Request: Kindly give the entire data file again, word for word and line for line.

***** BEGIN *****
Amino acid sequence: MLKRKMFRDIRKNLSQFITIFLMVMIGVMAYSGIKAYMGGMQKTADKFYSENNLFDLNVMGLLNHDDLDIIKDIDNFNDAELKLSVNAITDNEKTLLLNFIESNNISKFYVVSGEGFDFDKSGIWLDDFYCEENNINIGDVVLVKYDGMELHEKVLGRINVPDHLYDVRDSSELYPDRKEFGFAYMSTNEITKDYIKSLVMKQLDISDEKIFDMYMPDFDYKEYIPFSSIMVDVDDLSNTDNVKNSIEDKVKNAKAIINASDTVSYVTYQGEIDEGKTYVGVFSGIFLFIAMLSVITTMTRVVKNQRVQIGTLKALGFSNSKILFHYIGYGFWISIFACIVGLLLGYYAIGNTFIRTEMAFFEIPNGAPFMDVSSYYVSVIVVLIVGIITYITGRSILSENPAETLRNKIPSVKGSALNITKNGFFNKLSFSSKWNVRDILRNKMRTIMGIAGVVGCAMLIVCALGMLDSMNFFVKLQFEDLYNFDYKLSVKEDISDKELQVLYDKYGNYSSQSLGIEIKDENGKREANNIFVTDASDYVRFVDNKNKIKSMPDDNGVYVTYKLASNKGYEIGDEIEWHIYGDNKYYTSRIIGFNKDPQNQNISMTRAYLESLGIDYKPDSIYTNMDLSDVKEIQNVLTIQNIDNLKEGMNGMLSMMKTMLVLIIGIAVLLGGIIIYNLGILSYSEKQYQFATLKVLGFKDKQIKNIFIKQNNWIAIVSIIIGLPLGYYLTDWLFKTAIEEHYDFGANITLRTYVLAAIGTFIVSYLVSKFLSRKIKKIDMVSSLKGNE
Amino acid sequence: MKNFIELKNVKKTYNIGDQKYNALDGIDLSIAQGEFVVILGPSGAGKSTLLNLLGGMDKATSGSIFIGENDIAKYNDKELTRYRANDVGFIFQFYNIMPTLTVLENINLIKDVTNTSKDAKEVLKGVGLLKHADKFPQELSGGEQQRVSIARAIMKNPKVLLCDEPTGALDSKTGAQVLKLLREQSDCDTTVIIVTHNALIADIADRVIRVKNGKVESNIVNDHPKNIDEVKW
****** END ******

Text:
Amino acid sequence: MLKRKMFRDIRKNLSQFITIFLMVMIGVMAYSGIKAYMGGMQKTADKFYSENNLFDLNVMGLLNHDDLDIIKDIDNFNDAELKLSVNAITDNEKTLLLNFIESNNISKFYVVSGEGFDFDKSGIWLDDFYCEENNINIGDVVLVKYDGMELHEKVLGRINVPDHLYDVRDSSELYPDRKEFGFAYMSTNEITKDYIKSLVMKQLDISDEKIFDMYMPDFDYKEYIPFSSIMVDVDDLSNTDNVKNSIEDKVKNAKAIINASDTVSYVTYQGEIDEGKTYVGVFSGIFLFIAMLSVITTMTRVVKNQRVQIGTLKALGFSNSKILFHYIGYGFWISIFACIVGLLLGYYAIGNTFIRTEMAFFEIPNGAPFMDVSSYYVSVIVVLIVGIITYITGRSILSENPAETLRNKIPSVKGSALNITKNGFFNKLSFSSKWNVRDILRNKMRTIMGIAGVVGCAMLIVCALGMLDSMNFFVKLQFEDLYNFDYKLSVKEDISDKELQVLYDKYGNYSSQSLGIEIKDENGKREANNIFVTDASDYVRFVDNKNKIKSMPDDNGVYVTYKLASNKGYEIGDEIEWHIYGDNKYYTSRIIGFNKDPQNQNISMTRAYLESLGIDYKPDSIYTNMDLSDVKEIQNVLTIQNIDNLKEGMNGMLSMMKTMLVLIIGIAVLLGGIIIYNLGILSYSEKQYQFATLKVLGFKDKQIKNIFIKQNNWIAIVSIIIGLPLGYYLTDWLFKTAIEEHYDFGANITLRTYVLAAIGTFIVSYLVSKFLSRKIKKIDMVSSLKGNE
Amino acid sequence: MKNFIELKNVKKTYNIGDQKYNALDGIDLSIAQGEFVVILGPSGAGKSTLLNLLGGMDKATSGSIFIGENDIAKYNDKELTRYRANDVGFIFQFYNIMPTLTVLENINLIKDVTNTSKDAKEVLKGVGLLKHADKFPQELSGGEQQRVSIARAIMKNPKVLLCDEPTGALDSKTGAQVLKLLREQSDCDTTVIIVTHNALIADIADRVIRVKNGKVESNIVNDHPKNIDEVKW